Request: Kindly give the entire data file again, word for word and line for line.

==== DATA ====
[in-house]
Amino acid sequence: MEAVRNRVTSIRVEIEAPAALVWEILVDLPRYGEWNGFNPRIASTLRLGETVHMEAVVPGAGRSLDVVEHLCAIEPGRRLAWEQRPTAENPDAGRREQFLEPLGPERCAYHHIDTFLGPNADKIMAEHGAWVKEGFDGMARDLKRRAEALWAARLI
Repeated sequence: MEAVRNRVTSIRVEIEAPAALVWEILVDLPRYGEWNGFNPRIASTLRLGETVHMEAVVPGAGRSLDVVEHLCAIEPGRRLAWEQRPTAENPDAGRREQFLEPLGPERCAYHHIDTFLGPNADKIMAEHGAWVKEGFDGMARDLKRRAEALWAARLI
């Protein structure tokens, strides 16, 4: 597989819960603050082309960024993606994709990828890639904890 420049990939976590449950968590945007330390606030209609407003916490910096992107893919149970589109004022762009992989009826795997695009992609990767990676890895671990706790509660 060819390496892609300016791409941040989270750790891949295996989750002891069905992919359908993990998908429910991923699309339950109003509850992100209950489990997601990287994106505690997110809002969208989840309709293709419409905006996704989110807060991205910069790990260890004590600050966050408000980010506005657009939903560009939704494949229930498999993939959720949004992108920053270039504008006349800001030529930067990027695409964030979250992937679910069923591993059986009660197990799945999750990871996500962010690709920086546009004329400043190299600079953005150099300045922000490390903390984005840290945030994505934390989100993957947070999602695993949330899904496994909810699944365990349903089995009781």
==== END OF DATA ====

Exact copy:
[in-house]
Amino acid sequence: MEAVRNRVTSIRVEIEAPAALVWEILVDLPRYGEWNGFNPRIASTLRLGETVHMEAVVPGAGRSLDVVEHLCAIEPGRRLAWEQRPTAENPDAGRREQFLEPLGPERCAYHHIDTFLGPNADKIMAEHGAWVKEGFDGMARDLKRRAEALWAARLI
Repeated sequence: MEAVRNRVTSIRVEIEAPAALVWEILVDLPRYGEWNGFNPRIASTLRLGETVHMEAVVPGAGRSLDVVEHLCAIEPGRRLAWEQRPTAENPDAGRREQFLEPLGPERCAYHHIDTFLGPNADKIMAEHGAWVKEGFDGMARDLKRRAEALWAARLI
């Protein structure tokens, strides 16, 4: 597989819960603050082309960024993606994709990828890639904890 420049990939976590449950968590945007330390606030209609407003916490910096992107893919149970589109004022762009992989009826795997695009992609990767990676890895671990706790509660 060819390496892609300016791409941040989270750790891949295996989750002891069905992919359908993990998908429910991923699309339950109003509850992100209950489990997601990287994106505690997110809002969208989840309709293709419409905006996704989110807060991205910069790990260890004590600050966050408000980010506005657009939903560009939704494949229930498999993939959720949004992108920053270039504008006349800001030529930067990027695409964030979250992937679910069923591993059986009660197990799945999750990871996500962010690709920086546009004329400043190299600079953005150099300045922000490390903390984005840290945030994505934390989100993957947070999602695993949330899904496994909810699944365990349903089995009781």